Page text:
The review team must then identify the existing business controls and processes. They also identify best practices in the relevant industry and in other industries facing the same issues. A panel of experts is chosen from the business area under review. Each panel member is interviewed to identify the risks in their area.
By combining the data gathered in the interviews with industry best practices, and the organisation’s business processes, the review team can produce a comprehensive list of the risks the organisation faces. The list forms the basis of a questionnaire which is used by the expert panel to assess the probability and impact of the risk, and to give their opinion as to how well the firm has mitigated the risk. These results are tabulated, and the members of the panel are presented with the group response or their individual response and given an opportunity to reassess their opinion. This process is repeated three or four times until either consensus is reached or results between each iteration are stable.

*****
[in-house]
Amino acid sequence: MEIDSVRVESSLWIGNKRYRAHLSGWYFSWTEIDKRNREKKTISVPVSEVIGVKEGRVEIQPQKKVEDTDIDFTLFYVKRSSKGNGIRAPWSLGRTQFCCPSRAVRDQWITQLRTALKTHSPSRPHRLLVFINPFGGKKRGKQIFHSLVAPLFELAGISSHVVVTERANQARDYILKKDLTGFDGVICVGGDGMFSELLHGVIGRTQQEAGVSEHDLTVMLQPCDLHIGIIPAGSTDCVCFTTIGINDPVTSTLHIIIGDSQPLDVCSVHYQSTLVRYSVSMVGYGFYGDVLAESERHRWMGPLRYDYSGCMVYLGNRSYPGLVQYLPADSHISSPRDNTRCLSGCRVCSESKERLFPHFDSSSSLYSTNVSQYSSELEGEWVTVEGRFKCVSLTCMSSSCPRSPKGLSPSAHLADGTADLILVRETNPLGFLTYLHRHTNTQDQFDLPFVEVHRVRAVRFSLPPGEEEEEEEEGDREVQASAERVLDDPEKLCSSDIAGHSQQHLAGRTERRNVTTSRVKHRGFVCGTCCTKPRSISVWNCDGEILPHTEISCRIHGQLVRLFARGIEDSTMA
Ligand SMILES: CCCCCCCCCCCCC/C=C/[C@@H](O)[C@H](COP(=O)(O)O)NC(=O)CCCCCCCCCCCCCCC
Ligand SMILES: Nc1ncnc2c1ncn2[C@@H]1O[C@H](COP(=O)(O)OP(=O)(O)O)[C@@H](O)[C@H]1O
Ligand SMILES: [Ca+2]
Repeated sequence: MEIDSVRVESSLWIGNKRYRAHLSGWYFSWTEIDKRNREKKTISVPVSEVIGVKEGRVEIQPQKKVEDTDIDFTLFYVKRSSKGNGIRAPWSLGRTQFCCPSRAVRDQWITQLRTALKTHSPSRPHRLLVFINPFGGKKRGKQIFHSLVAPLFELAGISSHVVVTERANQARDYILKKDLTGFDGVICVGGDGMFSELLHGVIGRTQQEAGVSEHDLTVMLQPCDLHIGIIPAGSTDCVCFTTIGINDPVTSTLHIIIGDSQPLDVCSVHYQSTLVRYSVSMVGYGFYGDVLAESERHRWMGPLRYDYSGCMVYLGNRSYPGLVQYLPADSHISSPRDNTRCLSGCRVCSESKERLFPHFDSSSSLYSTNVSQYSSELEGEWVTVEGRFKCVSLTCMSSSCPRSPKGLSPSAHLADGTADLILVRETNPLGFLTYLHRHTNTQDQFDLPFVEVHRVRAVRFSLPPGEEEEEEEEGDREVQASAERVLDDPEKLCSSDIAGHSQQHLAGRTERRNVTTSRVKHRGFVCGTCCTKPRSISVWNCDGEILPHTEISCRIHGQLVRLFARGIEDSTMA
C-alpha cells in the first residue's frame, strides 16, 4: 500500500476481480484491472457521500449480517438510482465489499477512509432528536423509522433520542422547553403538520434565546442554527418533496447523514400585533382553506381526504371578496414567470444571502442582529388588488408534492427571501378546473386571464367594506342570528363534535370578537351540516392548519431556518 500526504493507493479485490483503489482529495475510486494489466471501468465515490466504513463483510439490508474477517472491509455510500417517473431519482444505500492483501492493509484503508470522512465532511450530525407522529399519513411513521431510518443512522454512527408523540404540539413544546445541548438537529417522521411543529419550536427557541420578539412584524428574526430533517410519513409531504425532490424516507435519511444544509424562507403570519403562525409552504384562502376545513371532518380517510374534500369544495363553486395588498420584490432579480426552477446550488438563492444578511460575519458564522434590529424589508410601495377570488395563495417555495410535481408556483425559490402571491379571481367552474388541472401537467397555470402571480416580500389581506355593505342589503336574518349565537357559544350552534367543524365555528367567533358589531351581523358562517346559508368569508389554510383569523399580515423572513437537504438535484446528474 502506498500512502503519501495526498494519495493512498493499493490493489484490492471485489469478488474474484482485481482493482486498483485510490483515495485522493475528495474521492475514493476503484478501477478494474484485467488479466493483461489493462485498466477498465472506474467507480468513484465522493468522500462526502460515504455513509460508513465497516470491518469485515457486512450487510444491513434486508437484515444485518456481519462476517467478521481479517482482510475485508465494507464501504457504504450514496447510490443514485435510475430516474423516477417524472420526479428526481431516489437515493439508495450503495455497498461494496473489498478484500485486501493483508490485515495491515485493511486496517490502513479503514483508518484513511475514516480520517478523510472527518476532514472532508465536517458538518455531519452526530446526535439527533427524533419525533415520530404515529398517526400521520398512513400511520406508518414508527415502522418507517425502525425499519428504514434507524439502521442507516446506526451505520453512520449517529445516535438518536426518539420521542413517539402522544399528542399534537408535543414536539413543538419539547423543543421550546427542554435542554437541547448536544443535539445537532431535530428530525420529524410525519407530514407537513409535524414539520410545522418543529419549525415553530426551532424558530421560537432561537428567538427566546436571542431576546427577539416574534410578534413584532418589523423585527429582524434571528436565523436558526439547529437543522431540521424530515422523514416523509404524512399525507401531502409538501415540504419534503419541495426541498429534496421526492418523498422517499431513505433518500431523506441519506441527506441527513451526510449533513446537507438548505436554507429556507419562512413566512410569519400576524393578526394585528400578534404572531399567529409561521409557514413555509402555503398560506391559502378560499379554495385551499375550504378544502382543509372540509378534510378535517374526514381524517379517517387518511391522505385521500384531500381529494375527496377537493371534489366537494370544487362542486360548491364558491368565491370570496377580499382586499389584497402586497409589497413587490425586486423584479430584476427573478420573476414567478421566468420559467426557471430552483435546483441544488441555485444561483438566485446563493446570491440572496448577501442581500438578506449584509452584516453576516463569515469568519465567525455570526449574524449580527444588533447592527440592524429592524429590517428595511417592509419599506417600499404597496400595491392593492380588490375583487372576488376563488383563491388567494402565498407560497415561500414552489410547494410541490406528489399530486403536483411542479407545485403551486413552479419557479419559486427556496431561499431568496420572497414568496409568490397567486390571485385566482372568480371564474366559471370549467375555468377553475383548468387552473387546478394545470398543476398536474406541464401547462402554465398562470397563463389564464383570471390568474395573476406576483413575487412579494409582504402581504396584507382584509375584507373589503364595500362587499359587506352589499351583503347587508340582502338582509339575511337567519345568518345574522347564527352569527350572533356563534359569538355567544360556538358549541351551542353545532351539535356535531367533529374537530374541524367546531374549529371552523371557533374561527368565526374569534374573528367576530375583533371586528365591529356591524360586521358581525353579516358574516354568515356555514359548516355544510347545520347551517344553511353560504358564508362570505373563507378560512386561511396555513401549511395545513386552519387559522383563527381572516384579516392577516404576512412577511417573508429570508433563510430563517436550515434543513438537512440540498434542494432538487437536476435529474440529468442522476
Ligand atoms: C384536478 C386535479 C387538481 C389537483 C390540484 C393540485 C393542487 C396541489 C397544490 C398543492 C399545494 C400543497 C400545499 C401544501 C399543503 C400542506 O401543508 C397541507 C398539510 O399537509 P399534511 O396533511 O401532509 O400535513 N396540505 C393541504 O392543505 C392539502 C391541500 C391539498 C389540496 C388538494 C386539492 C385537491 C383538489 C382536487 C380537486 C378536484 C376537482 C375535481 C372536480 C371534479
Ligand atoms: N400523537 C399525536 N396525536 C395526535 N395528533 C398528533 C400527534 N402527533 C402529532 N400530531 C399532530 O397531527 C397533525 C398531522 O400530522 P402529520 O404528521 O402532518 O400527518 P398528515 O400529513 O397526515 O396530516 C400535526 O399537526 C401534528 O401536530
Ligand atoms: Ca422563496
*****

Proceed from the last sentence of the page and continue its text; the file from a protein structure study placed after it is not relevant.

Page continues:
The plotted results illustrate the significance of each risk and how successfully it is mitigated. If the level of significance and mitigation is broadly proportional then the results should fall along a diagonal line.